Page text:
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The best wines for barbecues

The 2012 Heritage Vines Zinfandel is ripe and

The 2012 Heritage Vines Zinfandel is ripe and concentrated, loaded with blackberry and blueberry. Photo Credit: drycreekvineyard.com

Uncork the zinfandel after you fire up the grill.

If red meat, pork, chicken or sausage is sizzling, try one of these big California reds. Top producers include Turley, Ravenswood, Ridge, Storybook Mountain, Martinelli, Robert Biale, Williams-Selyem, Rosenblum, Seghesio and St. Francis.

And consider two winners from Dry Creek Vineyard. The 2012 Heritage Vines Zinfandel ($20) is ripe and concentrated, loaded with blackberry and blueberry. The briary 2012 Old Vines Zinfandel ($30) is a bit more layered, and comes through with spice plus a harvest of berry flavors.

The 2011 Four Vines Truant Old Vine Zinfandel ($12) is bargain-priced and kicks in with enough plum, berry and spice to face your smokiest grilled fare. The producer's 2011 Biker Zinfandel Paso Robles ($18) offers more subtlety, but has cherry and plum to spare in a neat package.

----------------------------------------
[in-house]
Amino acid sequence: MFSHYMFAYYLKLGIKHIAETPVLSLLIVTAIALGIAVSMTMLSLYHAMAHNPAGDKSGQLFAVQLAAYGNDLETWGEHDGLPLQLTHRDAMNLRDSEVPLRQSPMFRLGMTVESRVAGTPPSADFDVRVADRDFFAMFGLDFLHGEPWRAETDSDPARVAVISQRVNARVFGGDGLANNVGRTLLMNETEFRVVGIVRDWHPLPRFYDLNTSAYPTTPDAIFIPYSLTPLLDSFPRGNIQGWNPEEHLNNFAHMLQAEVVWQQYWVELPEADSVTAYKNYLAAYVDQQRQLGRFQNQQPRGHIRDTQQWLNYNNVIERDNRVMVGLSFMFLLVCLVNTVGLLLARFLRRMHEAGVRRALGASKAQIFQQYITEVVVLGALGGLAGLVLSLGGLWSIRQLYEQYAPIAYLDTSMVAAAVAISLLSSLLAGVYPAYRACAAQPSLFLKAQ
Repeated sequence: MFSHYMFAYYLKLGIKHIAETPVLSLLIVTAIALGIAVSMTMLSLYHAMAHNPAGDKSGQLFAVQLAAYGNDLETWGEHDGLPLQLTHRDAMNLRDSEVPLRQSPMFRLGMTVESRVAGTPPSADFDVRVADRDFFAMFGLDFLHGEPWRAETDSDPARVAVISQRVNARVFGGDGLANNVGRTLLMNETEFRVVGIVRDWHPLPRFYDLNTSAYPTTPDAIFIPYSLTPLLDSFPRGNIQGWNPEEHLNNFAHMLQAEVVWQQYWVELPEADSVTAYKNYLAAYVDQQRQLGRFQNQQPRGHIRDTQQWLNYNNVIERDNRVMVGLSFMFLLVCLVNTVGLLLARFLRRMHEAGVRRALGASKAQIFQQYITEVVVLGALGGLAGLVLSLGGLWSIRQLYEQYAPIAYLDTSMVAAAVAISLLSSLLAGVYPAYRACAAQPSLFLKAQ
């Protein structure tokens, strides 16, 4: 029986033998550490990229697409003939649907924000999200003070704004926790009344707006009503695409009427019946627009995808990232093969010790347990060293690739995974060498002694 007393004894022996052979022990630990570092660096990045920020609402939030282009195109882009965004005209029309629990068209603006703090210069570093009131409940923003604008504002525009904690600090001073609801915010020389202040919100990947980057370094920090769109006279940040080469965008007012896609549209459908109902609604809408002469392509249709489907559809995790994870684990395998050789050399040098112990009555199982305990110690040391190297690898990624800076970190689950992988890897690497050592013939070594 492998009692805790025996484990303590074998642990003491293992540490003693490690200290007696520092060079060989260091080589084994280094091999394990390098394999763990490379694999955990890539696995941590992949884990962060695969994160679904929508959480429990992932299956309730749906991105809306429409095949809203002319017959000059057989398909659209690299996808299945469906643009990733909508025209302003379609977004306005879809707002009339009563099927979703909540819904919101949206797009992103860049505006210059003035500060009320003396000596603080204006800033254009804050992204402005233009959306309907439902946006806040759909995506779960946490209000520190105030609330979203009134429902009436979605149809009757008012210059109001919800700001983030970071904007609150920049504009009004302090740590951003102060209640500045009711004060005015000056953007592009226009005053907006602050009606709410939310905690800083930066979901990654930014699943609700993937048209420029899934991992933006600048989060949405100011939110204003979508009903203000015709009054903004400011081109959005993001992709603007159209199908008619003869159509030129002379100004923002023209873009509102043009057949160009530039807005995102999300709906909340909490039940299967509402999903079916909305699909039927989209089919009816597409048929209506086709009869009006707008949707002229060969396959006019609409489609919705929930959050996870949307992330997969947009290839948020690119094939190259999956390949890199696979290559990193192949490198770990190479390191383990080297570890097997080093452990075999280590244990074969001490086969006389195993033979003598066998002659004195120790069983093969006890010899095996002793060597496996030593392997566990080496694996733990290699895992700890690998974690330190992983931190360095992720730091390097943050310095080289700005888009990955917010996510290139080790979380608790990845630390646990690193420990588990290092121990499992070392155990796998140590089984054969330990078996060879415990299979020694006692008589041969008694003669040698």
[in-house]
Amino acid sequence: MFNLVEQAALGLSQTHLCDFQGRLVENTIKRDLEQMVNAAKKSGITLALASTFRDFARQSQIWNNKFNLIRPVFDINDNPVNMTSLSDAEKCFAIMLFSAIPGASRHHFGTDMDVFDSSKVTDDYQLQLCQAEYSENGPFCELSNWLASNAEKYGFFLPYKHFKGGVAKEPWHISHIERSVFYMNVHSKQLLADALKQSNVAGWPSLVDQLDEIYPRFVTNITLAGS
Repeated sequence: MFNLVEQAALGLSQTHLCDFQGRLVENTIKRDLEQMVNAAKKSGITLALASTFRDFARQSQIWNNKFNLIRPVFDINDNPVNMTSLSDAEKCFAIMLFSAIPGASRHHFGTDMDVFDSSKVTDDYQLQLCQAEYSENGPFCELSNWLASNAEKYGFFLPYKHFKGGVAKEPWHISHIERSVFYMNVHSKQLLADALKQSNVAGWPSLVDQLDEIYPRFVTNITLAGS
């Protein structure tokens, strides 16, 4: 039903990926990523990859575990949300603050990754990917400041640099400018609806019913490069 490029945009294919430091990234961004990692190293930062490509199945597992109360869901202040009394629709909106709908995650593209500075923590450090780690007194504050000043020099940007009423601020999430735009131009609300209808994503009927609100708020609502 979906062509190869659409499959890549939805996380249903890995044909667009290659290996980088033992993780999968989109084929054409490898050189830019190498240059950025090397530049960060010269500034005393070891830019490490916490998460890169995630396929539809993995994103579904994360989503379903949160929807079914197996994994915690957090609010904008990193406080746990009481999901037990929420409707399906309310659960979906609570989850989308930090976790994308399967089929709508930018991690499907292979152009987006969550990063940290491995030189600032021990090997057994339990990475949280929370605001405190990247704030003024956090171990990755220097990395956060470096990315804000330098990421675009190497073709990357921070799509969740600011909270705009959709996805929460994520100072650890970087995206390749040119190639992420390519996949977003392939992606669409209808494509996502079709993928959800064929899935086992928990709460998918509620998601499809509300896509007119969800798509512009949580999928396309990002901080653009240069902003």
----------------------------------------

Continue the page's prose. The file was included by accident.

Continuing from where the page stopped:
As usual, the 2012 Rodney Strong Knotty Vines Estate Zinfandel ($25) is a bright, bountiful production, with pepperiness and ripeness: a delightful wine. The gutsy 2012 Decoy Sonoma County Zinfandel ($25), from the Duckhorn Wine Co., is a real mouthful, aromatic and full of dark fruit and spice, with traces of vanilla, too.

Announcing itself with blackberry, cherry and pepper is the complex, powerful, attention-getting 2011 Arrowood Monte Rosso Vineyard Zinfandel ($42), a balanced, old-vine beauty. It's fine now and will be even better over the next decade, perhaps longer.

That 2025 barbecue will be fun.

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